One of the uses for the Internet is to answer odd questions. As an example has anyone done the obvious parody of the Minister for Environment's difficulties with roof insulation: "How do we sleep while our batts are burning"? It turns out there are variations: "How Can He Sleep ...", "HOW CAN YOU SLEEP...", "How do you sleep... ". These are all parodies of "Beds Are Burning" sung by the Minister when with the band Midnight Oil, on the album Diesel & Dust (1987).
More seriously, there are problems with government policies to deal with climate change which select specific technologies. This is both a political problem for the government and a problem of efficient allocation of resources for the community. Due to the need to provide a quick economic stimulus, the Australian Government decided to subsidise the installation of insulation in domestic dwellings with its Home Insulation Program. This seemed a sensible policy. However, this resulted in a very large demand for insulation and a tendency for less well trained installers. Even if there were no more than the usual number of problems with insulation, because this is being done under a specific government program, their is a political cost of the government.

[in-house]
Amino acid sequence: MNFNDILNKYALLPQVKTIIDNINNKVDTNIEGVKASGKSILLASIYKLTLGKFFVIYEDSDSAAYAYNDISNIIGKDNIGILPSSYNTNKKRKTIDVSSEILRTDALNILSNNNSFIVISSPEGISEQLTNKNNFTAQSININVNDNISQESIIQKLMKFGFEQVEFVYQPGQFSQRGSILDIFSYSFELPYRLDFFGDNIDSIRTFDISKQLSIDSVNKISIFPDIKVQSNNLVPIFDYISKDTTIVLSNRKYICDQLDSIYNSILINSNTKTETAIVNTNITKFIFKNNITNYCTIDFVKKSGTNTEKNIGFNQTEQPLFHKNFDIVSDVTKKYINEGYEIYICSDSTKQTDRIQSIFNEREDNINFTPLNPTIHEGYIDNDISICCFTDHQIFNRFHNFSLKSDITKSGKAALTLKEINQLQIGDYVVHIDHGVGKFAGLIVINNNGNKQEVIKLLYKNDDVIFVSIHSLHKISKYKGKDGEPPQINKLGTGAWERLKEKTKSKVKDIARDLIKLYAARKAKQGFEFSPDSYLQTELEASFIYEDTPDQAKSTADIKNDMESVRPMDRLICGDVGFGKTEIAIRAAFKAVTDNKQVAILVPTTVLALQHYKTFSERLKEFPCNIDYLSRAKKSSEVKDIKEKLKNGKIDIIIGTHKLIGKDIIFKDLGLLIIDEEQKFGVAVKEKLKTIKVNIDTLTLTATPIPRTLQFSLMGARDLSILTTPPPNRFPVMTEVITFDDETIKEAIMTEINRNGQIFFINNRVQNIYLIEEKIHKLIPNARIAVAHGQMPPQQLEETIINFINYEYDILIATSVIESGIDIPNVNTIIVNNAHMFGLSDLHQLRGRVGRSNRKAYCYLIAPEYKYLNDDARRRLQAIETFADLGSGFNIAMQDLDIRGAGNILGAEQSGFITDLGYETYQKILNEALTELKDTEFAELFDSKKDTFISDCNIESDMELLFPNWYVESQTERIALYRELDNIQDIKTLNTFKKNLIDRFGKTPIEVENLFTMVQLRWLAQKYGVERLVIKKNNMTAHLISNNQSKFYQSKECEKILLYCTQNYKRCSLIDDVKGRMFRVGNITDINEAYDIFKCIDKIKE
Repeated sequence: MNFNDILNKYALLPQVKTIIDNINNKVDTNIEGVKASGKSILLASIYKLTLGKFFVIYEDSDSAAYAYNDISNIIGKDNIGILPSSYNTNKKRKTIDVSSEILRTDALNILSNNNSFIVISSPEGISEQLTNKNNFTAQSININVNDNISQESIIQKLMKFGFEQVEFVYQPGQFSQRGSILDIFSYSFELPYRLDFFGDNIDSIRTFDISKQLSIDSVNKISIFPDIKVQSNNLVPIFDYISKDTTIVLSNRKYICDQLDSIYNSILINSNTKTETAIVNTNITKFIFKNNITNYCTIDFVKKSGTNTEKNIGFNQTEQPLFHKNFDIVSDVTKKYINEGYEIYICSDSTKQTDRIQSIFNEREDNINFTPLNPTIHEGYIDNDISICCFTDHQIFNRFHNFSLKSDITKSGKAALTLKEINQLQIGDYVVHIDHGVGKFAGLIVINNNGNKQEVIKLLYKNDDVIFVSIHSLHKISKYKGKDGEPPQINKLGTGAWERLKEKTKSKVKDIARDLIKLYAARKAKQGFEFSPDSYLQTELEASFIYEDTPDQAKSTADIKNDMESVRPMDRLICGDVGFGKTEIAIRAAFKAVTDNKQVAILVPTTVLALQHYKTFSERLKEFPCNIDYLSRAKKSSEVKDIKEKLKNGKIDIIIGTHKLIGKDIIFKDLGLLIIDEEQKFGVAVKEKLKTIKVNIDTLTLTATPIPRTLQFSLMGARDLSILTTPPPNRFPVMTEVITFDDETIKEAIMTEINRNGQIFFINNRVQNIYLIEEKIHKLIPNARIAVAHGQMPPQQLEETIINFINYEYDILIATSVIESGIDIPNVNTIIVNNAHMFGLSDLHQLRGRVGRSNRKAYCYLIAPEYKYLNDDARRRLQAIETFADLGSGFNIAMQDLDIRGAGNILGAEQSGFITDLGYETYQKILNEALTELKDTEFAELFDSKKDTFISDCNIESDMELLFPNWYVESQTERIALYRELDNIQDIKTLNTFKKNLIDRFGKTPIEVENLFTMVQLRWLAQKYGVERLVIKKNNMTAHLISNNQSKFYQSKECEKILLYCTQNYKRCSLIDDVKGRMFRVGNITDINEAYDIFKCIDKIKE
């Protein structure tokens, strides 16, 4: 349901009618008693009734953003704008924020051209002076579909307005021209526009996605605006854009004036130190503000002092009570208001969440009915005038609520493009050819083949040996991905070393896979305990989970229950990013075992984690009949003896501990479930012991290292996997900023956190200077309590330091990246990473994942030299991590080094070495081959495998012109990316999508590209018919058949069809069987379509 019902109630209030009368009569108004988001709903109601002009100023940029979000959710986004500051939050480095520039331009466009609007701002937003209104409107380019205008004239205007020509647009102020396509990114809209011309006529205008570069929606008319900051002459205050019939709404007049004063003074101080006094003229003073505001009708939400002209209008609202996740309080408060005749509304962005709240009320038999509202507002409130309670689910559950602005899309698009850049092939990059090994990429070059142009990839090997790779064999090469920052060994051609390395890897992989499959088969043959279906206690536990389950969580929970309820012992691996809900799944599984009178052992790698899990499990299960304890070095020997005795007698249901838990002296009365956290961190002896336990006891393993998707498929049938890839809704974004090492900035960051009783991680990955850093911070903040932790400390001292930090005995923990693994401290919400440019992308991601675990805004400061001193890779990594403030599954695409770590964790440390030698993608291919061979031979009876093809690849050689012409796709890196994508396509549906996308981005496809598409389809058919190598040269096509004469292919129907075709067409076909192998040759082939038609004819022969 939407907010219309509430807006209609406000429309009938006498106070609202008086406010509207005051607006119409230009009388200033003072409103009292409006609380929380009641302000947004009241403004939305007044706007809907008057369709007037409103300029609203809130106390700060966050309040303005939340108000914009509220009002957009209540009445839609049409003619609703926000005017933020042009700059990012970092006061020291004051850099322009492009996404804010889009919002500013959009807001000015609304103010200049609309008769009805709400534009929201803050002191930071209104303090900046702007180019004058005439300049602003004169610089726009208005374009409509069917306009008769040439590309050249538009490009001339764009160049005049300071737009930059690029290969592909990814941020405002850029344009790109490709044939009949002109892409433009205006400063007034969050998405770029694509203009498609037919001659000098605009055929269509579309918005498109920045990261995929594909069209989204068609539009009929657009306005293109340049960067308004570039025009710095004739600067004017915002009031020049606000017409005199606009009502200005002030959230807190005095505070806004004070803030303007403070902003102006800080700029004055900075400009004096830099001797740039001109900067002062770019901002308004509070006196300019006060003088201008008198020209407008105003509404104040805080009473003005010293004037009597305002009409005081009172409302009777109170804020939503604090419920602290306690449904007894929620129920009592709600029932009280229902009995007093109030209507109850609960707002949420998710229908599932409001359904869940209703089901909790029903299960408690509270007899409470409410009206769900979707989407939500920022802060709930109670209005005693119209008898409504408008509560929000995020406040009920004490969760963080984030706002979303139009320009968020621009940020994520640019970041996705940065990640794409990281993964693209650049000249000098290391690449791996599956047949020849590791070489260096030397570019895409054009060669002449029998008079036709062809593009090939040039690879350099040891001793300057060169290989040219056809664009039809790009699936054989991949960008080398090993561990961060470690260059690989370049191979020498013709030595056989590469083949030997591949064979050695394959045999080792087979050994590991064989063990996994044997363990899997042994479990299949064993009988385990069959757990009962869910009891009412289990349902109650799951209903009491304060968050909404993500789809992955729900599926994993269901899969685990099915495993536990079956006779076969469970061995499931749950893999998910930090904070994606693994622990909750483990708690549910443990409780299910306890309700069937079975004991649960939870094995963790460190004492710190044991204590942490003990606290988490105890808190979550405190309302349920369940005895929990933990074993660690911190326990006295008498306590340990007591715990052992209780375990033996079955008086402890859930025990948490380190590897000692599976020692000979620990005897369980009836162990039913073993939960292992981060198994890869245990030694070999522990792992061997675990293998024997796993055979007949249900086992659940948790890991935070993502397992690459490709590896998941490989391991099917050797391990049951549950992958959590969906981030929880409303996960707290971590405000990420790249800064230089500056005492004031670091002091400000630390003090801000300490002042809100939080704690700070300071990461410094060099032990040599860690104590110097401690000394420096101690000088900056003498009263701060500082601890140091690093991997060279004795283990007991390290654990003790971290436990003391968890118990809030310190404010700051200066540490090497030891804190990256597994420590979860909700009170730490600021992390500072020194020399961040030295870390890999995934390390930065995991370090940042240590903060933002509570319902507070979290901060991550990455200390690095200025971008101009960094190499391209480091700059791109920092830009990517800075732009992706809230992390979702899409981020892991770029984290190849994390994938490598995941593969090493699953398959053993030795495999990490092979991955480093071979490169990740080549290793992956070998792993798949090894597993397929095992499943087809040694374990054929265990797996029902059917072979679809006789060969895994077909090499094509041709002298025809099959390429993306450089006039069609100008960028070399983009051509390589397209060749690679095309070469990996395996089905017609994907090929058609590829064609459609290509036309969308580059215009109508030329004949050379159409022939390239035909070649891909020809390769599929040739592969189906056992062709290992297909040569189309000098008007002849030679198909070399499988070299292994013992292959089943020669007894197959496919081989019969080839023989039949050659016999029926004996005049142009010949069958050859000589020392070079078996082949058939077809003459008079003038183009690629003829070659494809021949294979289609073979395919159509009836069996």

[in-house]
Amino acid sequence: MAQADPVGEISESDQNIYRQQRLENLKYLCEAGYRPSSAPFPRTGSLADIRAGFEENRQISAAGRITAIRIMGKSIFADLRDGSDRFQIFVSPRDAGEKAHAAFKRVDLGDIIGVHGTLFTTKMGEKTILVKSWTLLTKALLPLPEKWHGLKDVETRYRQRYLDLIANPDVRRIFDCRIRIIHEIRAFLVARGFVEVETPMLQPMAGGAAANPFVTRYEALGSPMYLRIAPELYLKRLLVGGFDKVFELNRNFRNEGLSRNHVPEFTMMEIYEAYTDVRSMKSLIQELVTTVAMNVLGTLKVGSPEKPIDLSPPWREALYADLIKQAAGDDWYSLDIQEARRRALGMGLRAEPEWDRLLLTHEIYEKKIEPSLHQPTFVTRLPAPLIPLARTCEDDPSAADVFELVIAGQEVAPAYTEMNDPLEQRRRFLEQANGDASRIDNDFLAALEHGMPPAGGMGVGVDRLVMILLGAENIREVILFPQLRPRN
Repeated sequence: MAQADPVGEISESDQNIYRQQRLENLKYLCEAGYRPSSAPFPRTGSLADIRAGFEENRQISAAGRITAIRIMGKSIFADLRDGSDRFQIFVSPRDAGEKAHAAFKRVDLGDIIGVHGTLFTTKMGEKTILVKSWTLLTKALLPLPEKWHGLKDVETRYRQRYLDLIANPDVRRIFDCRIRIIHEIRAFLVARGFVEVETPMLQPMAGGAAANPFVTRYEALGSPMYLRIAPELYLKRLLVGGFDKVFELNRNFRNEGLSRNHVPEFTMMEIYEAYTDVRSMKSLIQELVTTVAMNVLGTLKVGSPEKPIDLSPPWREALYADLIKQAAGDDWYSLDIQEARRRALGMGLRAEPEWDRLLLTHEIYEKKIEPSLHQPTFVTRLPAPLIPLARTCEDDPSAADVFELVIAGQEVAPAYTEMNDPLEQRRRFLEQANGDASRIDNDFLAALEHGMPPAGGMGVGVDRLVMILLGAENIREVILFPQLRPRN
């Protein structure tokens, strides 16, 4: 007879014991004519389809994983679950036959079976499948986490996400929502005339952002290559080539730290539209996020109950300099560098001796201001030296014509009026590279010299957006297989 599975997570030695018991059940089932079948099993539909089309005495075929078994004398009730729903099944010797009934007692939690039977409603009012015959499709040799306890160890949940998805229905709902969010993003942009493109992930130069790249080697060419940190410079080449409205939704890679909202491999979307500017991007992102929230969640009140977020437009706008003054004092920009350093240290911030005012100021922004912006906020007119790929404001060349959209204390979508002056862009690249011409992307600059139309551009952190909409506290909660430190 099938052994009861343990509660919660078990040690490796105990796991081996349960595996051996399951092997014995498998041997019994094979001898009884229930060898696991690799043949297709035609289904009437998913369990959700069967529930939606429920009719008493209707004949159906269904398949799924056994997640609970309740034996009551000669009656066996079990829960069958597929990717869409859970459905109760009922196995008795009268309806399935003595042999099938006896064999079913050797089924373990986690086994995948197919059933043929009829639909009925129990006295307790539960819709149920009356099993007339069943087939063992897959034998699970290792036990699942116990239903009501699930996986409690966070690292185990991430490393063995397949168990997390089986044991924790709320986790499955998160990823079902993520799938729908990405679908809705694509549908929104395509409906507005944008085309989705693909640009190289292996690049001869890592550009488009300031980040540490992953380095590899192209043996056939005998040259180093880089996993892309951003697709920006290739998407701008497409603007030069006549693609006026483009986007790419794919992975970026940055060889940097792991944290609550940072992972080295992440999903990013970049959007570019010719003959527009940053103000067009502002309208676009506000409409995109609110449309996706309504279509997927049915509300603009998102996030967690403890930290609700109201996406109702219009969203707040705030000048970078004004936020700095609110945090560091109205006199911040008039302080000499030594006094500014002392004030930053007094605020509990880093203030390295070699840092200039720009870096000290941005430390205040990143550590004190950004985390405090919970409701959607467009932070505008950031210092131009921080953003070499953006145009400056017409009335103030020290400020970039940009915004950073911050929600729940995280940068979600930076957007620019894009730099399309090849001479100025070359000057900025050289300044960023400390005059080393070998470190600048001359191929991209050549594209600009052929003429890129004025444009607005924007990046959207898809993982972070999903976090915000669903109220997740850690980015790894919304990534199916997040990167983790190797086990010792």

An alternative strategy would be to require a level of energy efficiency for new buildings. Another strategy would be a carbon tax or trading scheme. These would have the effect of influencing householders decision making. But it would be up to the householder to decide how to achieve the needed energy efficiency or deal with the cost of energy. It would not be up to the government to have to have policies and guidelines for every detailed decision by a householder, nor risk the political consequences of each decision. However, these schemes would not have an immediate effect, as was needed by the stimulus package.
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